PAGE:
Historic Archive Of Websites From The January 18th SOPA Blackout

from the the-archive-team-strikes-again dept

We’ve discussed in the past the importance of preserving our digital history, including the excellent work the famed Archive Team has done rescuing and archiving various sites as they’re being shut down. Of course, sites that are shutting down are not all that’s worth preserving. There are also timely events that have value as well. For example, the amazing and powerful SOPA blackouts and online protests from January 18th. That was an historic moment, but it was just one day. Plenty of sites, including ours, showed some of the more interesting sites from the blackout, but there were so may that participated. Could you save them all?

It appears that the Archive Team did exactly that, archiving every site they could find that took part in the protests. The team has now released the entire archive as a 13.6 GB zipped download (don’t click that unless you want to start downloading the whole thing). If you’d just like to see a listing of what’s included in the file, you can see that too (though, that’s also a pretty long list, so beware).

Kudos, once again, to the Archive Team for preserving important digital moments in history and making them widely available.

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Comments on “Historic Archive Of Websites From The January 18th SOPA Blackout”

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Chuck Norris' Enemy (deceased) (profile) says:

Re: Re:

Then Mike, how would you ever be able to justify your self-important position in the world?

Might I add, so self-important that you have the never ending urge to come here every day, every post spouting baseless claims and attacks with not a single justification for your views on the topics. The fact you trolls show up here is justification enough that what Mike does is important…and it threatens you (or your paymasters) directly.

Anonymous Coward says:

Re: Re:

The funny thing is that you’re the only one who cares if Mike has self-importance or not. We don’t. So you’re the only ones to blame for attributing Mike having a need to “justify” his “self-important position”.

Wasn’t the government’s demand to delete all of Megaupload’s data AND demand for them to not have a functioning legal defence team enough of a wet dream for you?

Anonymous Coward says:

Re: Awesome!

It was a good thing and all, but I think we should be more future oriented. The government-industrial complex has already eroded enough of our rights through anti-competitive laws (and through other means) and they will continue to conspire to advance their authoritarian plutocracy. We must resist their future advancements and seek to undo the currently existing bad laws.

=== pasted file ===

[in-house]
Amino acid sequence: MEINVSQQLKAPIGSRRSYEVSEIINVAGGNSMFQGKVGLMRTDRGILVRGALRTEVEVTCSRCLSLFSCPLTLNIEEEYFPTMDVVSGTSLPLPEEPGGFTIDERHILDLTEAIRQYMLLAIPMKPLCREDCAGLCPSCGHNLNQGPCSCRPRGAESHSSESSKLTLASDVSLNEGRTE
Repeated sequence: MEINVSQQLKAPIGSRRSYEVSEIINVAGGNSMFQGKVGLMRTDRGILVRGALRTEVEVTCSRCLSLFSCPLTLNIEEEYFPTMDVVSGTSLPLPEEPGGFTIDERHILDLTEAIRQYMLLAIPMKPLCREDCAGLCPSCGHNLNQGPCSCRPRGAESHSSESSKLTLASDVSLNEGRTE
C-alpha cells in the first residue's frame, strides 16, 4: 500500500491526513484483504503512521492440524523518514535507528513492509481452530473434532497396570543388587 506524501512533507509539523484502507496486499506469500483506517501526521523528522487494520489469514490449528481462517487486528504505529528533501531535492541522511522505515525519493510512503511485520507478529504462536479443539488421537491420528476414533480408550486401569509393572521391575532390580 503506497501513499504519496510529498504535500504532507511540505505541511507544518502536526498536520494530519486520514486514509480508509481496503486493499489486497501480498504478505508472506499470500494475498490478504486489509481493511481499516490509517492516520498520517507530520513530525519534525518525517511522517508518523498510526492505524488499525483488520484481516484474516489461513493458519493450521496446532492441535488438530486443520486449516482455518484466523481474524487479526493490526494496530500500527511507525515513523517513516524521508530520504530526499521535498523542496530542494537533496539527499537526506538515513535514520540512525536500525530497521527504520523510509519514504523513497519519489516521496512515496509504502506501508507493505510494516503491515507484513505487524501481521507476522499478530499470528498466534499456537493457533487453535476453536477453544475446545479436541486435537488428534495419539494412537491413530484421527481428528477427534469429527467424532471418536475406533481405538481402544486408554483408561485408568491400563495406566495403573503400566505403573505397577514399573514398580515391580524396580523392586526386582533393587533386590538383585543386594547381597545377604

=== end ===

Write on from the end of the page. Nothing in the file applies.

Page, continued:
Anonymous Coward says:

Re: Awesome!

BTW, your post gives reason to why government established broadcasting and cableco monopolies should be abolished. That’s another thing we should seek to abolish. These big media companies are wrongfully abusing their wrongfully granted government established monopoly power to socially engineer the public and keep them ignorant to the sole interests of the government-industrial complex. That needs to change. The government is effectively impeding free speech.

Unidirectional government established broadcasting monopolies should never be permitted to be used for commercial purposes.

Preserving some signals for things like GPS and emergency broadcasting are OK, things like cell phone use (some of which is unlicensed) and emergency calling is OK, but any commercial communication should be done over spectra that everyone has an equal opportunity to transmit information over following equal rules.

Anonymous Coward says:

and still the entertainment industries and Congress cant see what happened, thinking it was just Google that protested! amazing just how blind someone can force themselves to be!! i wonder what excuse they will have when the street and on-line protests start over TPP and CISPA? the lies that Kirk spouted to Wyden were a piss take, worthy of protests then!

Silence8 says:

“every site they could find that took part in the protests.”

Looked at the list, and I believe it’s far from a full list. Many sites shut down without fanfare, and there were a couple sites setup where you could pledge that you would be shutting down. I don’t know how they got their list of sites to preserve. Commendable, but not complete.

Cardman (user link) says:

Still missing

It is good to see that someone has done a much better job in tracking these 6000 odd websites that joined in. This is much better than the brief overview that only covered the big sites.

With that said I cannot help but to notice that they missed out the blackout of my very own website. This is kind of odd when I did well to publish this fact on Blackout Day including on this very website.

Although finding my 5 minutes of fame is proving difficult people can still see what I put up on Blackout Day here…

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